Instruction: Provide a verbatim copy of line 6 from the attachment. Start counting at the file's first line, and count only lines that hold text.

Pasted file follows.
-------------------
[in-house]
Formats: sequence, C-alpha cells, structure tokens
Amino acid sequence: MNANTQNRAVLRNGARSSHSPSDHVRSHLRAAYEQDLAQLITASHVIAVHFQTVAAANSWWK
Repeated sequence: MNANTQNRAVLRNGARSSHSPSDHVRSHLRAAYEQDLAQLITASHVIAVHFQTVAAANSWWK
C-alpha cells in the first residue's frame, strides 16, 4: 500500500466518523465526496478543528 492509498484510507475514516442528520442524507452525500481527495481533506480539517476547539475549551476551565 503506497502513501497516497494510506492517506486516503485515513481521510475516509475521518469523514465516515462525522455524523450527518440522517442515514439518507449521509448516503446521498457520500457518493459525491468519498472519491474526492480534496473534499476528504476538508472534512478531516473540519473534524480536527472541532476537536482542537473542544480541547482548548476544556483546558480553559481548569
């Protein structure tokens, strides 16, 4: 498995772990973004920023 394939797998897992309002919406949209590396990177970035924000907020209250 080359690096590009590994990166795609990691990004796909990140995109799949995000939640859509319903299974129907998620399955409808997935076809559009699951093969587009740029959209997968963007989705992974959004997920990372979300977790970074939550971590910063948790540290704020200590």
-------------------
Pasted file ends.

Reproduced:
């Protein structure tokens, strides 16, 4: 498995772990973004920023 394939797998897992309002919406949209590396990177970035924000907020209250 080359690096590009590994990166795609990691990004796909990140995109799949995000939640859509319903299974129907998620399955409808997935076809559009699951093969587009740029959209997968963007989705992974959004997920990372979300977790970074939550971590910063948790540290704020200590």